Burlington County Freeholder Director Bruce Garganio called the new path from BCIT to RCBC a perfect example of how county agencies should work together and share services.

“This is a home run for students,” Garganio said. “When two outstanding institutions team up, our students and their families win and we all benefit through a stronger county and regional economy through a well-educated and better-trained workforce.”

Separately, the RCBC Board of Trustees approved granting a 25 percent tuition discount to high school students taking 15 courses identified as ones that have had excess capacity and are applicable to degrees at RCBC, Rowan University or other colleges.

“These are real college courses led by RCBC faculty that provide high school students flexibility to earn college credit without missing their regular classes or after-school activities,” Drayton said. “As a bonus, they will pay less than the regular RCBC tuition rate when RCBC is already the most affordable college in New Jersey. This is an incredible head start toward their degree at RCBC, Rowan University or just about any other institution.”

High school students interested in the online discount may contact RCBC’s Office of Outreach and Admissions (formerly Enrollment Services) at (856) 222–3911, ext. 1199 or admissions@rcbc.edu.

Courses available in the 2016–2017 academic year include:

— Business (Personal Finance and Money Management, Small Business Management).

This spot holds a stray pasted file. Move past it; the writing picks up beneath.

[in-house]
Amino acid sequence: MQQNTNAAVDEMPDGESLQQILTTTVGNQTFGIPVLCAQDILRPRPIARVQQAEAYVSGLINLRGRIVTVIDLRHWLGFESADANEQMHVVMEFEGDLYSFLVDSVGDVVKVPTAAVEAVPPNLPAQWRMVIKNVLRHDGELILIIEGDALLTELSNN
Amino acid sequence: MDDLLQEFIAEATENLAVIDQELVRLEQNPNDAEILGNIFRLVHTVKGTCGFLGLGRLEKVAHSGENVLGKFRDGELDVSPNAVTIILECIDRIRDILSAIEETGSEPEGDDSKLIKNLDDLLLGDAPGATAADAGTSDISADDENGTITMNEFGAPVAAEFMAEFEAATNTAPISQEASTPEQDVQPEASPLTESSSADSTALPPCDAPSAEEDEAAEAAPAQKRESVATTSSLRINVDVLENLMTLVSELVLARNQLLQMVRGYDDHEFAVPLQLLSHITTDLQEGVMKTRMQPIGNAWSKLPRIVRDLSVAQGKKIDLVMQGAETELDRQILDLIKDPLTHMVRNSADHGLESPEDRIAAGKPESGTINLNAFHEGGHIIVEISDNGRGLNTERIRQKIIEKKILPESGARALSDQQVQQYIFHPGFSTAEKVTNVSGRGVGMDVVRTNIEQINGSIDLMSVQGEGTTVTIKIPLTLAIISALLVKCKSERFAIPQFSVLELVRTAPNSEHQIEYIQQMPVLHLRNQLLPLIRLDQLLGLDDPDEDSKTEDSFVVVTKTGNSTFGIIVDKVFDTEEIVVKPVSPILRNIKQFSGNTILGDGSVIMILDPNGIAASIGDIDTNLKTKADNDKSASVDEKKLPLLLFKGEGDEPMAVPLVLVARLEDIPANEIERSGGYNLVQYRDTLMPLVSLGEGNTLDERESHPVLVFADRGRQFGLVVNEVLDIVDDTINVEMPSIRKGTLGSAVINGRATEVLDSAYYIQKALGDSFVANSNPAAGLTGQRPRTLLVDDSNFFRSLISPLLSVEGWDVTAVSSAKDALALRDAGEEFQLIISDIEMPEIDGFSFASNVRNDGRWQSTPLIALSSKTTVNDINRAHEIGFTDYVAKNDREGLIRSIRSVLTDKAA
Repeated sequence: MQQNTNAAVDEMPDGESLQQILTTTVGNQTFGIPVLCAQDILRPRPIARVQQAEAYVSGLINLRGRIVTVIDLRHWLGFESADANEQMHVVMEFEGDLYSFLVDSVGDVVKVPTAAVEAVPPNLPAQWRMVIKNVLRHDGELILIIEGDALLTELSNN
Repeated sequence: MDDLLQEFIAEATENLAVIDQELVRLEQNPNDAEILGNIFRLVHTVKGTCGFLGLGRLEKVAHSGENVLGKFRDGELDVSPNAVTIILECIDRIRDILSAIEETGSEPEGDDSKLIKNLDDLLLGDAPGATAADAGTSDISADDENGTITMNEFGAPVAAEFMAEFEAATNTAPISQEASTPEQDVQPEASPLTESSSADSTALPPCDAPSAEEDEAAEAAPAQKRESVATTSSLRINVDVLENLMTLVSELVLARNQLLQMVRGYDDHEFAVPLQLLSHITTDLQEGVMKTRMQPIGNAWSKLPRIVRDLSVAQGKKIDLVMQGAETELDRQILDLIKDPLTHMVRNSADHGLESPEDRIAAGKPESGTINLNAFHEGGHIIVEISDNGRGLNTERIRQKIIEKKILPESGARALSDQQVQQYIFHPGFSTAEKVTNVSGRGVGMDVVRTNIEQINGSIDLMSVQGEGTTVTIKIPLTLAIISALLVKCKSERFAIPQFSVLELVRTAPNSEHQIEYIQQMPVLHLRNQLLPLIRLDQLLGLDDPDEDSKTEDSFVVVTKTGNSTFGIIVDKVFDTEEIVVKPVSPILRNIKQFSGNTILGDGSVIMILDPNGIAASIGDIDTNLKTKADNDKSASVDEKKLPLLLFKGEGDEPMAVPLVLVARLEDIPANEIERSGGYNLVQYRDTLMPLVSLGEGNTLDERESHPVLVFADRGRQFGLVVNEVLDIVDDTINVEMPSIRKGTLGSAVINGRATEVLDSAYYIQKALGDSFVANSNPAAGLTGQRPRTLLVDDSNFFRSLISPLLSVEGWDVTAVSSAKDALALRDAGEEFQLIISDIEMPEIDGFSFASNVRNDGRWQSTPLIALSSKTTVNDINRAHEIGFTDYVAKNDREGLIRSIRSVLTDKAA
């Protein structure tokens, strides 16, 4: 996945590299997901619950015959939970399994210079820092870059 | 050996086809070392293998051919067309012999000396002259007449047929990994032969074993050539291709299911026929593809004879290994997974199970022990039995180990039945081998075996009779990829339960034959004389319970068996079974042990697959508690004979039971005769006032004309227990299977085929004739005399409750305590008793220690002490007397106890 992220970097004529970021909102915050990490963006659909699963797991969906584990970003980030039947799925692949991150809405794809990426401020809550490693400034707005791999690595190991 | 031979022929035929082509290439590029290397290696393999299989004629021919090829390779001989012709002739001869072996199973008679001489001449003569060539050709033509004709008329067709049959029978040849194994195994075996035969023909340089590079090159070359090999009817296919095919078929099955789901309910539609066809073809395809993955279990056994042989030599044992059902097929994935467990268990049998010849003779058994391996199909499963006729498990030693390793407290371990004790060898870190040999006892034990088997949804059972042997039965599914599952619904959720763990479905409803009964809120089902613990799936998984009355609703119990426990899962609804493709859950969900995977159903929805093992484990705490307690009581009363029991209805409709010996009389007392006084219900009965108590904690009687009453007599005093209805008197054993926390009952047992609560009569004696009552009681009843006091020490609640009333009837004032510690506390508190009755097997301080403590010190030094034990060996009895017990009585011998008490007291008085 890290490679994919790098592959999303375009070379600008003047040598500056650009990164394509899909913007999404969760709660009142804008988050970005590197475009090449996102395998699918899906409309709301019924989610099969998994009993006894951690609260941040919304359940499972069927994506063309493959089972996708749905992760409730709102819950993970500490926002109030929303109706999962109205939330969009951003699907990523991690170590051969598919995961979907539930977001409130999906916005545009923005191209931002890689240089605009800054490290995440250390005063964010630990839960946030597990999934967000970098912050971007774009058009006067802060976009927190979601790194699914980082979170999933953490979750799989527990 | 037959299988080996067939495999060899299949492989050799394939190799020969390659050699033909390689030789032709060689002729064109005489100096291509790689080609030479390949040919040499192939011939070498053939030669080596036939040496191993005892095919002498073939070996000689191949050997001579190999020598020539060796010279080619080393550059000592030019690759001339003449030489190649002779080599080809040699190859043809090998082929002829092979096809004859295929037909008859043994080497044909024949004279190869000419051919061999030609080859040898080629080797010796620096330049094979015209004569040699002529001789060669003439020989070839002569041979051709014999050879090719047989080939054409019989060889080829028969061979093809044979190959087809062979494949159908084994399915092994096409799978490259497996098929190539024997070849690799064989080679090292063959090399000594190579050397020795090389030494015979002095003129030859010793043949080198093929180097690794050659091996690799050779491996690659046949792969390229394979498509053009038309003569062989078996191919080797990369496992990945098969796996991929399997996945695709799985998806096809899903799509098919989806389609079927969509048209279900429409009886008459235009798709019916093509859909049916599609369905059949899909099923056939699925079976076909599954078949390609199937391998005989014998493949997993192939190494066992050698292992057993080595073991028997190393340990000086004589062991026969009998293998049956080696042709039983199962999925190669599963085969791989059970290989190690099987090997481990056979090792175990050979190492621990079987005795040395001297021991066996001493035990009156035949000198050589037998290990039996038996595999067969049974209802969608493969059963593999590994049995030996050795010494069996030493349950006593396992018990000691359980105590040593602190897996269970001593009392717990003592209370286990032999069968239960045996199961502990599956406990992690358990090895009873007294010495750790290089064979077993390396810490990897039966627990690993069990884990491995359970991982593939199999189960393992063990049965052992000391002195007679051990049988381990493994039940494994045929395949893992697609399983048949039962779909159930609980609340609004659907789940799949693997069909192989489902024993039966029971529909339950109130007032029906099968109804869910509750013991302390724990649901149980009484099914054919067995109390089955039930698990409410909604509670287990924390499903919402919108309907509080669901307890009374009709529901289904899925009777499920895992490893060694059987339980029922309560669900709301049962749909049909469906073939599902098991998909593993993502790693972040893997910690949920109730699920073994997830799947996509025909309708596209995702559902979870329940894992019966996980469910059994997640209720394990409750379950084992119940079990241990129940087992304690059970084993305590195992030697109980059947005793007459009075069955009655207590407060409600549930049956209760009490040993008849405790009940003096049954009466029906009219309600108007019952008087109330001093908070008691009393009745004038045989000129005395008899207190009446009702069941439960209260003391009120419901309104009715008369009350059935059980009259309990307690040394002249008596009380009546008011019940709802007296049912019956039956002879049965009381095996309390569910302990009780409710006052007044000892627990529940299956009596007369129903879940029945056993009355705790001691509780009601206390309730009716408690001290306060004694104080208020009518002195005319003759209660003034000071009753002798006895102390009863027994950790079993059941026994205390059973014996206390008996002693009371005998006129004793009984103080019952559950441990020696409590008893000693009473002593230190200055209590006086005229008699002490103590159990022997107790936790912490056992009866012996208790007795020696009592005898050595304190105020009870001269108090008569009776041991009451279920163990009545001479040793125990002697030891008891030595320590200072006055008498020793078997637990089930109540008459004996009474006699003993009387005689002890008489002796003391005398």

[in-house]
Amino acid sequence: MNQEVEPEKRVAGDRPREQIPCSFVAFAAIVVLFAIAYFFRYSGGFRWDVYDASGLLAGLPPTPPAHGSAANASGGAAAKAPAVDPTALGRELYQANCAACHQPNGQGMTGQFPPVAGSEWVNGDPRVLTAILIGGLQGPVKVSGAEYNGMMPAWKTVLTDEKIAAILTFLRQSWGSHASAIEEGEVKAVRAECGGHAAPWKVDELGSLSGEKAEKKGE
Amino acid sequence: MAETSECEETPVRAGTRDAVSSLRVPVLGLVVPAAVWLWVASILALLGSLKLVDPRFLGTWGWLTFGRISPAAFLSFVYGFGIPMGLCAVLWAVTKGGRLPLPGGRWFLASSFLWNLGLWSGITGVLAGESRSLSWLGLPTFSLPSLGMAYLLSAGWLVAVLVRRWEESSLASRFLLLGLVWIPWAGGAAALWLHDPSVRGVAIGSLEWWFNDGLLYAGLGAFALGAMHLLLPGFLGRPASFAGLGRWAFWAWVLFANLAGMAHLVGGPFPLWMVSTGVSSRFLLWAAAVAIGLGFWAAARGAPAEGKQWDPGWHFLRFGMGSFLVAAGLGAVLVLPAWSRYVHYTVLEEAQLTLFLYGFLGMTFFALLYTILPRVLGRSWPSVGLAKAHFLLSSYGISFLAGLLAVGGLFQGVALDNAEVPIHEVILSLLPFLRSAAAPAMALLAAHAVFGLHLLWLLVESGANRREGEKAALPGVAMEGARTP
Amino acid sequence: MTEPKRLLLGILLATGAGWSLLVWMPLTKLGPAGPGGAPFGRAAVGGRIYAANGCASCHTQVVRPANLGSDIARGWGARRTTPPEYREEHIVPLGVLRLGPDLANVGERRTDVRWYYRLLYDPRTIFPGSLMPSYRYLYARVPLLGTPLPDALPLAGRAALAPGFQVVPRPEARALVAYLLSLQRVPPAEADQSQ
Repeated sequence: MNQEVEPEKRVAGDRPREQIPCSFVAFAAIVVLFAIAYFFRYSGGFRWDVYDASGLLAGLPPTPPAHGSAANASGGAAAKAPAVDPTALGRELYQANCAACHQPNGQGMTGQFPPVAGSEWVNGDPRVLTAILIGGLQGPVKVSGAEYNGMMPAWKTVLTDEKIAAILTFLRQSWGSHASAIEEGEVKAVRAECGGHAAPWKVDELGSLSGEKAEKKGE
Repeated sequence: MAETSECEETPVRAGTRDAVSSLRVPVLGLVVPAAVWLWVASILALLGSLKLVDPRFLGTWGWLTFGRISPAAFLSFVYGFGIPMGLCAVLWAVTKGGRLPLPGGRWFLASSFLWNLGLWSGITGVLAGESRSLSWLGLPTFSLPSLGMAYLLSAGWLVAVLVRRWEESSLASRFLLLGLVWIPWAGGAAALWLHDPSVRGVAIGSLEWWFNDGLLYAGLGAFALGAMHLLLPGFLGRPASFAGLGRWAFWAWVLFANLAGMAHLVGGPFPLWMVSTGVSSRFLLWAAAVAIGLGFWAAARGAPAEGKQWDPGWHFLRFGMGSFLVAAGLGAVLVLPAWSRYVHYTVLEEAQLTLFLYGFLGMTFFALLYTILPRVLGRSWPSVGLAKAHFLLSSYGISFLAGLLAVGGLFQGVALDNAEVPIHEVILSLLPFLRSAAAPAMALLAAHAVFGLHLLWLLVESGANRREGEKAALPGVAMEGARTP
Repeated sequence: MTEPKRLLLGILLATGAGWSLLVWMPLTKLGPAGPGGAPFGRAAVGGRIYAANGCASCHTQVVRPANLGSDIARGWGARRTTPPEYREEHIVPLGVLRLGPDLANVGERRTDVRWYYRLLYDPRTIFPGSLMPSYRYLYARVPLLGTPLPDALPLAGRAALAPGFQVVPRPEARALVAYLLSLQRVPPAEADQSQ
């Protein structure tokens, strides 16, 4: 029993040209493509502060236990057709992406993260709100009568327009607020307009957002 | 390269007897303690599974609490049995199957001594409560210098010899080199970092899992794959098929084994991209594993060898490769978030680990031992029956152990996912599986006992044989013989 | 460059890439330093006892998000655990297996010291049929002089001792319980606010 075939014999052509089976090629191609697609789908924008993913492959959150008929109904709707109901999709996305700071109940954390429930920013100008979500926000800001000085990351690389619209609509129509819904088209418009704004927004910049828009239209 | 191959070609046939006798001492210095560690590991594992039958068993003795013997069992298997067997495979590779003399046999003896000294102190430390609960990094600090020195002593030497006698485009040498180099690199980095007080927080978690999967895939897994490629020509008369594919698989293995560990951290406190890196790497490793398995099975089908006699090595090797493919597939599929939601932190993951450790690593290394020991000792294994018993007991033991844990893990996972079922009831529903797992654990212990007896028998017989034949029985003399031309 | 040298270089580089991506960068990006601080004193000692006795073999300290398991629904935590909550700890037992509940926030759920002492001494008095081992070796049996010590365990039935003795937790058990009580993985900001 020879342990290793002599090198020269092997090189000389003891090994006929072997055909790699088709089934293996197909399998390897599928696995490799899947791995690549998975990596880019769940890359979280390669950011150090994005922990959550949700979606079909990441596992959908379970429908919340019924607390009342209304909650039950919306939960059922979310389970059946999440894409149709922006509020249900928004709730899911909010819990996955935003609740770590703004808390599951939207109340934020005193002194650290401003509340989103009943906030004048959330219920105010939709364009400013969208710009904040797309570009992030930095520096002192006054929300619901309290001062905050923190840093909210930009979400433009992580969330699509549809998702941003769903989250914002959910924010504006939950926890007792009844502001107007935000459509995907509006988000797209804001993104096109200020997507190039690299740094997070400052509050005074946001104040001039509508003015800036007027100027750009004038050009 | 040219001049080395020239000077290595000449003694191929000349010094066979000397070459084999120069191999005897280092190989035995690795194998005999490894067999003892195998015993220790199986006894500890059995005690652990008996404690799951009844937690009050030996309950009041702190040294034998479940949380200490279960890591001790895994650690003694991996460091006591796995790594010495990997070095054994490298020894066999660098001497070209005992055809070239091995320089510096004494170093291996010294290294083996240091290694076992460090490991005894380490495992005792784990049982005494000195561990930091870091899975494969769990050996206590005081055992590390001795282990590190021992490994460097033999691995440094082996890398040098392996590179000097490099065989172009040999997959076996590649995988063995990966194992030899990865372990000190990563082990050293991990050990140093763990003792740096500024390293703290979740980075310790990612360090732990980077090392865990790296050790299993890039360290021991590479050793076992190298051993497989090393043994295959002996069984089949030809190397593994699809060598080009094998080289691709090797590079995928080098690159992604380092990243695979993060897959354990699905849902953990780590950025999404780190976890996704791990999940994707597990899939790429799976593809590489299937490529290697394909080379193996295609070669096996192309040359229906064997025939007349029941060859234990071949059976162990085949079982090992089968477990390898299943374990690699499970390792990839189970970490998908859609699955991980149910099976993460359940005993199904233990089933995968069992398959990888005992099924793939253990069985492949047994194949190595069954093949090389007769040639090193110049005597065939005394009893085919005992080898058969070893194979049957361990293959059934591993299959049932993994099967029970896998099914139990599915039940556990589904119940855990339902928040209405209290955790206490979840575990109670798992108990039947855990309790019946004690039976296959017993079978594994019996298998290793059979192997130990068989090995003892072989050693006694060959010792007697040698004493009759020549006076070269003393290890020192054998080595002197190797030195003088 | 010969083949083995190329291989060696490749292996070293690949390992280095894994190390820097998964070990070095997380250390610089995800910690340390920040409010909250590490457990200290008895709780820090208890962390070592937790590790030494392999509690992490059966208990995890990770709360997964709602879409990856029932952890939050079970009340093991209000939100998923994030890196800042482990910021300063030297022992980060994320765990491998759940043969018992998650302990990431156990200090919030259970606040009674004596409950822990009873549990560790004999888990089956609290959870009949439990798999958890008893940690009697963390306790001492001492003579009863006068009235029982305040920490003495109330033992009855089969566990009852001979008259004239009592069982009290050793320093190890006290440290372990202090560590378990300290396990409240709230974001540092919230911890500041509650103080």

— Cinema (American Cinema).

— Criminal Justice (Police Operations and Procedures, Introduction to the Correctional System, Introduction to Court Systems, Criminal Investigation and Legal Rights of the Convicted).

  • Education (Historical Foundations of American Education).
  • Politics (American Government and Politics, State and Local Government, and Comparative Government and Politics).
  • Psychology (Introduction to Psychology).
  • Theatre (Introduction to Theatre).

“There is strategic alignment between these courses and featured programs in our Rowan Connection,” Senior Vice President and Provost Dr. David Spang said. “These courses will translate very well into our psychology and criminal justice tracts — both of which are available completely online and will soon be part of our innovative ‘3+1’ program that allows students to stay an extra year at Rowan College at Burlington County before finishing their fourth year at Rowan University.”

RCBC is on schedule to be the first community college in New Jersey to offer junior-level courses in January. The New Jersey Presidents’ Council approved the program earlier this month and the Middle States Commission on Higher Education is expected to provide input in July.

Psychology and law and justice will be among six initial offerings in 2017. Other programs include liberal studies, biology, general studies and nursing. This initiative is one of Money Magazine’s top five tuition-discount programs in the country.

To learn more about CH2 more please visit rcbc.edu/CH2.

To learn more about why “‘3+1’ is so much more than four,” visit rcbc.edu/rowan/3plus1.